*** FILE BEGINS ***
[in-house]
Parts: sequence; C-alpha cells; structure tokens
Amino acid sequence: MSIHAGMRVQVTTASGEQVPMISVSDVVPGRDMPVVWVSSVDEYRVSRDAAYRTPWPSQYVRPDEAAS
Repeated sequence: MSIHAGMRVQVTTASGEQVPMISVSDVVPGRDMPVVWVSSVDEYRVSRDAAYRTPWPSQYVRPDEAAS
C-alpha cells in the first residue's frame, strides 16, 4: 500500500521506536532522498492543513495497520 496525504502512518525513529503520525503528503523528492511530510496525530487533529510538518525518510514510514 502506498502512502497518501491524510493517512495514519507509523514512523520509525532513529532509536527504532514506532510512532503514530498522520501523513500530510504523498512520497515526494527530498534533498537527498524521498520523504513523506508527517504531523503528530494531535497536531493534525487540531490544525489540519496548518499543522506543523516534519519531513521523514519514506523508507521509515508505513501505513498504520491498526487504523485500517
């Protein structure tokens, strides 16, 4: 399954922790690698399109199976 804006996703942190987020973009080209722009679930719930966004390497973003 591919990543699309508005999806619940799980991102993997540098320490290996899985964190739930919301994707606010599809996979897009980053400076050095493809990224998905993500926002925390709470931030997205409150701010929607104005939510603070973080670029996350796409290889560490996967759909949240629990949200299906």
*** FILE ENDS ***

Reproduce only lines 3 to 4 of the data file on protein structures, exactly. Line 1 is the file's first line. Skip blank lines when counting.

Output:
Amino acid sequence: MSIHAGMRVQVTTASGEQVPMISVSDVVPGRDMPVVWVSSVDEYRVSRDAAYRTPWPSQYVRPDEAAS
Repeated sequence: MSIHAGMRVQVTTASGEQVPMISVSDVVPGRDMPVVWVSSVDEYRVSRDAAYRTPWPSQYVRPDEAAS